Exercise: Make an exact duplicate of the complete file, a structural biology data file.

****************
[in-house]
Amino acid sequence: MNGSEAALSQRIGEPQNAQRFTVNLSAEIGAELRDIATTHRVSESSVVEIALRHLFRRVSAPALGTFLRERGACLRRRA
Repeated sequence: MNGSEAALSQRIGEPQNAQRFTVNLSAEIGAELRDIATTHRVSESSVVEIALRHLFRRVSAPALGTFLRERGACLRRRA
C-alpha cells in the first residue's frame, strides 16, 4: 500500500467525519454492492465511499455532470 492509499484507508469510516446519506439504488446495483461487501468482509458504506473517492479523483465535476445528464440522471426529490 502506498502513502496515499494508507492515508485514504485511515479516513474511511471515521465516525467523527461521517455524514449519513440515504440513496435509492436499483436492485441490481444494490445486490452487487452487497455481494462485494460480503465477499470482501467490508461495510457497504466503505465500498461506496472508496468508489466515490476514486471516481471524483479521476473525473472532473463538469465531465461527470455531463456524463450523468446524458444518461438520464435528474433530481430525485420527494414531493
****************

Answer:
[in-house]
Amino acid sequence: MNGSEAALSQRIGEPQNAQRFTVNLSAEIGAELRDIATTHRVSESSVVEIALRHLFRRVSAPALGTFLRERGACLRRRA
Repeated sequence: MNGSEAALSQRIGEPQNAQRFTVNLSAEIGAELRDIATTHRVSESSVVEIALRHLFRRVSAPALGTFLRERGACLRRRA
C-alpha cells in the first residue's frame, strides 16, 4: 500500500467525519454492492465511499455532470 492509499484507508469510516446519506439504488446495483461487501468482509458504506473517492479523483465535476445528464440522471426529490 502506498502513502496515499494508507492515508485514504485511515479516513474511511471515521465516525467523527461521517455524514449519513440515504440513496435509492436499483436492485441490481444494490445486490452487487452487497455481494462485494460480503465477499470482501467490508461495510457497504466503505465500498461506496472508496468508489466515490476514486471516481471524483479521476473525473472532473463538469465531465461527470455531463456524463450523468446524458444518461438520464435528474433530481430525485420527494414531493